Will King Phojanakong find his dream house Downtown?

Chef King and his wife Annabel. Photo: Halstead Property

Chef King and his wife Annabel. Photo: Halstead Property

Chef King Phojanakong of Kuma Inn and Umi Nom Asian restaurants was looking for a bigger house for his growing family.

“As a true New Yorker I’ve been living in rentals my whole life. I think it’s time to move. The one-bedroom is getting smaller,” he said.

Two developments are giving the move a sense of urgency: One, his lease is up in July, and two, he is now the father of a 15-month-old girl named Phoebe.

“Her toys are growing as much…The walls are coming closer and closer each day,” King told Halstead Property Senior Vice President Ayo Haynes in the reality TV show “Selling New York.”

King’s budget was initially set for $1 million, but he was willing to stretch it to a max of $1.2 million. For that amount, he wanted a living space in Lower Manhattan with two bedrooms, two bathrooms and a great exhaust system in the kitchen.

“Exhaust is important,” King said. He shared that his wife is always complaining that he turns up the fire too high in the kitchen making the entire house “smoky.”

The program, which aired January 24th, showed Ayo taking King to two properties in Battery Park City, and a third one on Broad Street in the Financial District.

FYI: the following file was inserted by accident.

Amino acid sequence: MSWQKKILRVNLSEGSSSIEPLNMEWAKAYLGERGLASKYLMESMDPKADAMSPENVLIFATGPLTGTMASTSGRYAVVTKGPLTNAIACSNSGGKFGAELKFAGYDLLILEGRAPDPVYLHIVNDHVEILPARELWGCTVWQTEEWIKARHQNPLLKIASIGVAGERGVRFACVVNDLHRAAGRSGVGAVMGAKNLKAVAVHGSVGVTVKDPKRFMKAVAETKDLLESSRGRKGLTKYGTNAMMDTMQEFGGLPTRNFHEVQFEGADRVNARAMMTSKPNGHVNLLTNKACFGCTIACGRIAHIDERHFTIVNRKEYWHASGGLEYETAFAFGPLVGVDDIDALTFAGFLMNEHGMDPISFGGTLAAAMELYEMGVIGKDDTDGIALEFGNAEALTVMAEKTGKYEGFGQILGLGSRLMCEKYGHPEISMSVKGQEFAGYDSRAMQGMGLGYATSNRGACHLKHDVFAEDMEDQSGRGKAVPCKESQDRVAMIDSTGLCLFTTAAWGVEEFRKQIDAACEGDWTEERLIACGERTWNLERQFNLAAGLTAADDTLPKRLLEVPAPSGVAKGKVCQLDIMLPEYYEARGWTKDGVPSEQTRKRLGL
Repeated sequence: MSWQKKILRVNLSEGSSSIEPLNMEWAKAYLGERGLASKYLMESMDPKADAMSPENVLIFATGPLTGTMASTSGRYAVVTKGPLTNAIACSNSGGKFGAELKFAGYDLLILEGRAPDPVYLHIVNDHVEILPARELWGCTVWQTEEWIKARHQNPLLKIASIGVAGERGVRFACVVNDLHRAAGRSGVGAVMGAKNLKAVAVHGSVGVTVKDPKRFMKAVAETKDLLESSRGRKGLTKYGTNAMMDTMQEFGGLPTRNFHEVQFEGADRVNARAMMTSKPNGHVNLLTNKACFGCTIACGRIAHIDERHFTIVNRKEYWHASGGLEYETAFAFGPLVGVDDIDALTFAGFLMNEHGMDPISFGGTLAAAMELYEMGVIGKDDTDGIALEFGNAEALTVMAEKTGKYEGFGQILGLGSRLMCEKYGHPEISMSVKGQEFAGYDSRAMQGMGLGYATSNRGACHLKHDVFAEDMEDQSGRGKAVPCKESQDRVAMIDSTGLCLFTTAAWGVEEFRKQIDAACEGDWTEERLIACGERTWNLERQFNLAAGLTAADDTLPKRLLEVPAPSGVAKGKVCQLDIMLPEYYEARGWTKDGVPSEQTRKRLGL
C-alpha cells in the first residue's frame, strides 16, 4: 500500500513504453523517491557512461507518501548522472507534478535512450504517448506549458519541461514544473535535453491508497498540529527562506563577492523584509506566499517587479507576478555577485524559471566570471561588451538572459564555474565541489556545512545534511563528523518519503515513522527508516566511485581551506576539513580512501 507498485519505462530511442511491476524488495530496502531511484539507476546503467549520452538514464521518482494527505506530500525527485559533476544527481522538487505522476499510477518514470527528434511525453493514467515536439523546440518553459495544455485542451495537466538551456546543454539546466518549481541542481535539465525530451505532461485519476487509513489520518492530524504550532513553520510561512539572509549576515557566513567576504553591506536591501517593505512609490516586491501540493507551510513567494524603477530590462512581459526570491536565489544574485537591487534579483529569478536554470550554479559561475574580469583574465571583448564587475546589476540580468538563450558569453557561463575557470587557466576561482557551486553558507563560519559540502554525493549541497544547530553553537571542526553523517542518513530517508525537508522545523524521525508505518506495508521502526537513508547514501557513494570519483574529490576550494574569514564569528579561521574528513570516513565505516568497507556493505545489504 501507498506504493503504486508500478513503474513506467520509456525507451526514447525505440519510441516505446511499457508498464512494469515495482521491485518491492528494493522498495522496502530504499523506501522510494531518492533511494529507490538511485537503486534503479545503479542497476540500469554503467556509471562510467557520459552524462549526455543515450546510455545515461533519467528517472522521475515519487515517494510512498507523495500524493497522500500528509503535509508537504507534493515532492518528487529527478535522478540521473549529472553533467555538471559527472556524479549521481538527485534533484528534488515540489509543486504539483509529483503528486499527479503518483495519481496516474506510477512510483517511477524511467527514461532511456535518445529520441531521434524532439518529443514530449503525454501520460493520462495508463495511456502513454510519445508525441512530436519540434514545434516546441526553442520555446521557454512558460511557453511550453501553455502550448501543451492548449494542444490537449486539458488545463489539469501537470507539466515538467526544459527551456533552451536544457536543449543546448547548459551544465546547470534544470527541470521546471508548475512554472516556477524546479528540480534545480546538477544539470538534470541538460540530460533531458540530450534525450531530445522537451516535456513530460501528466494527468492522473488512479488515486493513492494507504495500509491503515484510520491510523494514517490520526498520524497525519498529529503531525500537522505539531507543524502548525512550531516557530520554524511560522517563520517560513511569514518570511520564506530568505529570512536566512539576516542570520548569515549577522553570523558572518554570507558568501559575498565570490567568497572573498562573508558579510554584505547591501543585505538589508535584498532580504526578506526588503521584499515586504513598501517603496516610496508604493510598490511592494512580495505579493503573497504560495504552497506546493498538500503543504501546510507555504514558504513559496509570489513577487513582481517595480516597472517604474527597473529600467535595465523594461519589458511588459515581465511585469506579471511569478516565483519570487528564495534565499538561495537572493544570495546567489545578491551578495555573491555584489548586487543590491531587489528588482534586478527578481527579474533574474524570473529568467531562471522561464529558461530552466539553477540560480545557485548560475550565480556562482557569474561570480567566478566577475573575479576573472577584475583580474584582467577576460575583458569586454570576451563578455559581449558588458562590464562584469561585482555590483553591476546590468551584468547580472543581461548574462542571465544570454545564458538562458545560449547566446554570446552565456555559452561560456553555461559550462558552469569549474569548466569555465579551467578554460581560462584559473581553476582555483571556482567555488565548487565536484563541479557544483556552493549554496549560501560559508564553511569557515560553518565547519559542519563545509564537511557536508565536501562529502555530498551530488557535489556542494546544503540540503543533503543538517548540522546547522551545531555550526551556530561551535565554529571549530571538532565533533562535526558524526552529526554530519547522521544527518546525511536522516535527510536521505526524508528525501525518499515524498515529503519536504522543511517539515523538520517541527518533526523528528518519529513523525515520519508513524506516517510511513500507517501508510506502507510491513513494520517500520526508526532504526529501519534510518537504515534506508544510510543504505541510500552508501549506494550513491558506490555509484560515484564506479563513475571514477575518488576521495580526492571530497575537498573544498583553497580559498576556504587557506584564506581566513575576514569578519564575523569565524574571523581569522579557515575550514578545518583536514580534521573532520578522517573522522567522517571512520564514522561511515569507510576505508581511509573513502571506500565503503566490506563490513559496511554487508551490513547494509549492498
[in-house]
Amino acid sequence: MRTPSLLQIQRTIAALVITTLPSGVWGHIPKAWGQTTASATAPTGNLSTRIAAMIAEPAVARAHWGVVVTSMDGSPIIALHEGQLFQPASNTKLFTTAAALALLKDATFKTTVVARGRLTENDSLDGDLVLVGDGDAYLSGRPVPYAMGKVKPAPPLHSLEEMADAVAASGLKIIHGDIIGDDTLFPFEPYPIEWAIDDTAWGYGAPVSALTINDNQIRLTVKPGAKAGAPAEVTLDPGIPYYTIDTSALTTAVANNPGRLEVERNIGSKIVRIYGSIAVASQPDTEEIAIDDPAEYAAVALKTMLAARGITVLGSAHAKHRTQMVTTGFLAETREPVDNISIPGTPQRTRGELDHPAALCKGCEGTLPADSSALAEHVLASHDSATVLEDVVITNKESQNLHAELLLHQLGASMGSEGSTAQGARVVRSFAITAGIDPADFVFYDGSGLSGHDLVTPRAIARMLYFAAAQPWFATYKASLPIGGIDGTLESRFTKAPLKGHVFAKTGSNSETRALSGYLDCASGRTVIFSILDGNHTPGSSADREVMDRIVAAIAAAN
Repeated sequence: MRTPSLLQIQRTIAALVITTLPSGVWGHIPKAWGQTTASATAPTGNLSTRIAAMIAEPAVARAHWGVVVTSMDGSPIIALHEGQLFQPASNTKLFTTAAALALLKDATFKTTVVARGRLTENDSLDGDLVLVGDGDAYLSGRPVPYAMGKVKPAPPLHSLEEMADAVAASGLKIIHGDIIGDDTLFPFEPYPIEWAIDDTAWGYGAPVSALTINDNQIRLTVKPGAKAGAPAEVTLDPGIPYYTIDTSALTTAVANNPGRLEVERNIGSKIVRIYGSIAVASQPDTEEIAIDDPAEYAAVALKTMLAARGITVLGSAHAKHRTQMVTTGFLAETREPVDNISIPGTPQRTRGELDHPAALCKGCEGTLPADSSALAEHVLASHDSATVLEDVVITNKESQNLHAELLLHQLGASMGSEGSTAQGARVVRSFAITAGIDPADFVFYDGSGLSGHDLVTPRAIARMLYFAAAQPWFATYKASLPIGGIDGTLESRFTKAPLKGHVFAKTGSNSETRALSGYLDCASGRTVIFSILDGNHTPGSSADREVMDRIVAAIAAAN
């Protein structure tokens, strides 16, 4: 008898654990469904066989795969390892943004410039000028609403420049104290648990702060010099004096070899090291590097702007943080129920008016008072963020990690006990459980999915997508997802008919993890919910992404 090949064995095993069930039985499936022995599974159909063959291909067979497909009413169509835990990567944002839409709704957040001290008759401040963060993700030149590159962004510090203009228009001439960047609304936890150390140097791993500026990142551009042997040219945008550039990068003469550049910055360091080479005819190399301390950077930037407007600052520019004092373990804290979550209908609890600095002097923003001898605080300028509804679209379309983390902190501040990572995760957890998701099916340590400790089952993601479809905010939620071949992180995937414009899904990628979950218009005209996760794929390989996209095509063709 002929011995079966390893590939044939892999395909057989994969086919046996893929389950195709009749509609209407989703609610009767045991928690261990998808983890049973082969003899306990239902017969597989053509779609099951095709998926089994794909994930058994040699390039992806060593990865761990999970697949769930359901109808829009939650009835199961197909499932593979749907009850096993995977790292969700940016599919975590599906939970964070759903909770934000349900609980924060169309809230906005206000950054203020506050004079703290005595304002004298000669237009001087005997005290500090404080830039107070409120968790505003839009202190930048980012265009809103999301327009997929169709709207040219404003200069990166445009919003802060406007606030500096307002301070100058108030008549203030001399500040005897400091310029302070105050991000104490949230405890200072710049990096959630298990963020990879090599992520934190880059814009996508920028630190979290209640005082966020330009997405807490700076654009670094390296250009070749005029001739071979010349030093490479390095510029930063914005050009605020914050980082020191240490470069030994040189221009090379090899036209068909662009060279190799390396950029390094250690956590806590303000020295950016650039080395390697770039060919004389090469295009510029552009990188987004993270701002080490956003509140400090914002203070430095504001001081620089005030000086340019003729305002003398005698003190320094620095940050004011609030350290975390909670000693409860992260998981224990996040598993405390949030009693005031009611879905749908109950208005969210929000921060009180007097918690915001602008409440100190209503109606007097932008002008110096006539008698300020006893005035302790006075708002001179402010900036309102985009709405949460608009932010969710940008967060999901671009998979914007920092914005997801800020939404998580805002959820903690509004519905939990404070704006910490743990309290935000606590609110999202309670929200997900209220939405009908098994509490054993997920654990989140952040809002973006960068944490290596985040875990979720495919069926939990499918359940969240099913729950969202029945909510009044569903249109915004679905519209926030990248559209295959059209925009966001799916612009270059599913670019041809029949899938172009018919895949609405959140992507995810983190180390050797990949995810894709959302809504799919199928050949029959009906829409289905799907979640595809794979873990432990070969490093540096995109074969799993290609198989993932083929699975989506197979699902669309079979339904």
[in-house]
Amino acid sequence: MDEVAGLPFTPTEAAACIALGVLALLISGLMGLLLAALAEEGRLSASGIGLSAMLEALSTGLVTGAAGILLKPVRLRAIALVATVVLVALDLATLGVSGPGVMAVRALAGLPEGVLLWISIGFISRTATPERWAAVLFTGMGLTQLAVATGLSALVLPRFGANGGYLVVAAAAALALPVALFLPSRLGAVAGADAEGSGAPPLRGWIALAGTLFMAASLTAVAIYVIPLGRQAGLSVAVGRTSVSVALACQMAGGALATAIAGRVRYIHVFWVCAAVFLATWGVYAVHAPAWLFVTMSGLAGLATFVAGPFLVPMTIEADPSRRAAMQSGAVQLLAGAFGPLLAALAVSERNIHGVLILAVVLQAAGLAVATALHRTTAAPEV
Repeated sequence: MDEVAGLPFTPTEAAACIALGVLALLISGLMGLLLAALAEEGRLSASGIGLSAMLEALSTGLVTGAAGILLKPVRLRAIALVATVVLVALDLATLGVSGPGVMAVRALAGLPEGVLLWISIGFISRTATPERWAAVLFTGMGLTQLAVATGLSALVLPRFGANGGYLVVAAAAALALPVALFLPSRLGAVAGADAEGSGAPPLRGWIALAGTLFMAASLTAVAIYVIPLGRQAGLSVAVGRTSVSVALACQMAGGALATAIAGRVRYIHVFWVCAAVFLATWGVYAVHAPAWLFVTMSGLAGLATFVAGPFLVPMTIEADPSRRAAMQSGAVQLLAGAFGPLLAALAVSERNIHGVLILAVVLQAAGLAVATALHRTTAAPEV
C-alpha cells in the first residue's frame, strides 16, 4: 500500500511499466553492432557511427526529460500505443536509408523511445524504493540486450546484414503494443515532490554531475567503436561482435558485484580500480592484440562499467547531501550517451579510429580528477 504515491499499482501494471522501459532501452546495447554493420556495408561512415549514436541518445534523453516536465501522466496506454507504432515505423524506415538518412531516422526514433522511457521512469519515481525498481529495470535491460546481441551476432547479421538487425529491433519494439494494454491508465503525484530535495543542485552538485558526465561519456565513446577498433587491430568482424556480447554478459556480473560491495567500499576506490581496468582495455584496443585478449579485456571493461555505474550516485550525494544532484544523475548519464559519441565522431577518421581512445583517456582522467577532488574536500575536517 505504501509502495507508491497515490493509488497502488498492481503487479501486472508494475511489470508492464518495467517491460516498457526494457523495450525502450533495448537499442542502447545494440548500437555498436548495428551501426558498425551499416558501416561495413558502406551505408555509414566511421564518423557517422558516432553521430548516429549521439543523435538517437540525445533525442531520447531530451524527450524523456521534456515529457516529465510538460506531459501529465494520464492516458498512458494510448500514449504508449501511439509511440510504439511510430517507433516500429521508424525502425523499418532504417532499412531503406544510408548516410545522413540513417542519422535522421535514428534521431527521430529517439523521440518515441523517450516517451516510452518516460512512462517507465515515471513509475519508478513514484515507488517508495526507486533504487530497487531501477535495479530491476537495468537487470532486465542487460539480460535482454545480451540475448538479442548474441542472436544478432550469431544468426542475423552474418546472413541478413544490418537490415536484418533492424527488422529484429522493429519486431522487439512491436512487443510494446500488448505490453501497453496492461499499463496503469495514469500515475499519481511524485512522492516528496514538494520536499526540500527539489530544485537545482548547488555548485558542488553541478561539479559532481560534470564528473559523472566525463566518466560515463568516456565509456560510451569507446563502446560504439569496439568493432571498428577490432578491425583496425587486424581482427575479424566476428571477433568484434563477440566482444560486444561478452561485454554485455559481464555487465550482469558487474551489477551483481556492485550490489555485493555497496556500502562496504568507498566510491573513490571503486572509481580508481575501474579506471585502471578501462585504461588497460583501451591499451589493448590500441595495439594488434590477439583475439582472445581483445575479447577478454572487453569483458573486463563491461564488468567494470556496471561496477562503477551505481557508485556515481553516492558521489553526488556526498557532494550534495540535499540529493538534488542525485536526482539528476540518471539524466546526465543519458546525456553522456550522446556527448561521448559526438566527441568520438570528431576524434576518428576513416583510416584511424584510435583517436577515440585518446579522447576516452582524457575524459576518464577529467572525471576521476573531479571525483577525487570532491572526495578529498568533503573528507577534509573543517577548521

The first property is priced at $989,000, a 1,113 sq. ft. condo with an electric stove, which King didn’t like very much. Common charge or maintenance fee is $3,400 a month. “It’s like renting a one bedroom,” said King.

A second condo in the same Battery Park City area had a cost of $1.17 million with a 1,284 sq. ft. size. King seemed to like the venting through an open window with the possibility of creating a new one through the wall. The common charge of $2,800 a month still seemed stiff for King, who crunched the numbers along with mortgage and other expenses.
Ayo Haynes explained that Battery Park City is typically a land-lease arrangement where property developers do not own the land, and so cost is passed on to tenants.

For the third property, King’s wife and daughter joined the search to view a condo in the Financial District. It’s in an elegant high-rise building – “White glove all the way,” said Ayo – with amenities such as a pool, a community recreation room, and a bowling alley.

The price is $1.22 million for the size of 1,351 sq. ft. Again, venting is a problem. Cooking smoke is simply recirculated and does not escape the room. Also, it has only one bedroom, although it shows a lot of open spaces.

“$1.2 is pretty much the max, I need money to furnish the place,” he said.

In the end, King and Annabel decided to stay put in their rental, a decision that makes sense in an uncertain economy and where owning-versus-renting remains a New Yorker’s dilemma.

Buying a house “is a big moment in life and you have to make the right choice,” said King. — Cristina DC Pastor


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